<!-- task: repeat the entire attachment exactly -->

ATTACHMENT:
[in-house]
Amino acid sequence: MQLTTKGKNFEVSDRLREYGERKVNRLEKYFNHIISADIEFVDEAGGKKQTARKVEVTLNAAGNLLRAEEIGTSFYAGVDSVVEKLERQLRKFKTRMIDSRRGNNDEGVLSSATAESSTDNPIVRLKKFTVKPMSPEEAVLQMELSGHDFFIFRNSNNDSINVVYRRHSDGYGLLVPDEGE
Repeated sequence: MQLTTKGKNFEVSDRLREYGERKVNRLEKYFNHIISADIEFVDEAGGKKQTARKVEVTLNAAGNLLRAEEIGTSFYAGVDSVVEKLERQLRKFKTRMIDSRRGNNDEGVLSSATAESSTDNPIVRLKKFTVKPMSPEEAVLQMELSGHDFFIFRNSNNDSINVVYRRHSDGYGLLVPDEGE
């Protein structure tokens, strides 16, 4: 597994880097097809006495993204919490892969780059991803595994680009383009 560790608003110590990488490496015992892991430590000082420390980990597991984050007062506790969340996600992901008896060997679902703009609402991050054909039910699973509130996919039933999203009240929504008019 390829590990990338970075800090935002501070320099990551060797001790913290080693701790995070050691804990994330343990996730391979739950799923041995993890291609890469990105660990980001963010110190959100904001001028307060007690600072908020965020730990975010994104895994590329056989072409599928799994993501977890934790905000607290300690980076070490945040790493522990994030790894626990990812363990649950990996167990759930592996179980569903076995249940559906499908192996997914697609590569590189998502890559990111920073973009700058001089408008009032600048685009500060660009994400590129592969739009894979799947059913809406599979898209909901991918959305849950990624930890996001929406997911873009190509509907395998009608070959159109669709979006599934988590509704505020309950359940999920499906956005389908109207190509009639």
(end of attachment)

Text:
[in-house]
Amino acid sequence: MQLTTKGKNFEVSDRLREYGERKVNRLEKYFNHIISADIEFVDEAGGKKQTARKVEVTLNAAGNLLRAEEIGTSFYAGVDSVVEKLERQLRKFKTRMIDSRRGNNDEGVLSSATAESSTDNPIVRLKKFTVKPMSPEEAVLQMELSGHDFFIFRNSNNDSINVVYRRHSDGYGLLVPDEGE
Repeated sequence: MQLTTKGKNFEVSDRLREYGERKVNRLEKYFNHIISADIEFVDEAGGKKQTARKVEVTLNAAGNLLRAEEIGTSFYAGVDSVVEKLERQLRKFKTRMIDSRRGNNDEGVLSSATAESSTDNPIVRLKKFTVKPMSPEEAVLQMELSGHDFFIFRNSNNDSINVVYRRHSDGYGLLVPDEGE
């Protein structure tokens, strides 16, 4: 597994880097097809006495993204919490892969780059991803595994680009383009 560790608003110590990488490496015992892991430590000082420390980990597991984050007062506790969340996600992901008896060997679902703009609402991050054909039910699973509130996919039933999203009240929504008019 390829590990990338970075800090935002501070320099990551060797001790913290080693701790995070050691804990994330343990996730391979739950799923041995993890291609890469990105660990980001963010110190959100904001001028307060007690600072908020965020730990975010994104895994590329056989072409599928799994993501977890934790905000607290300690980076070490945040790493522990994030790894626990990812363990649950990996167990759930592996179980569903076995249940559906499908192996997914697609590569590189998502890559990111920073973009700058001089408008009032600048685009500060660009994400590129592969739009894979799947059913809406599979898209909901991918959305849950990624930890996001929406997911873009190509509907395998009608070959159109669709979006599934988590509704505020309950359940999920499906956005389908109207190509009639």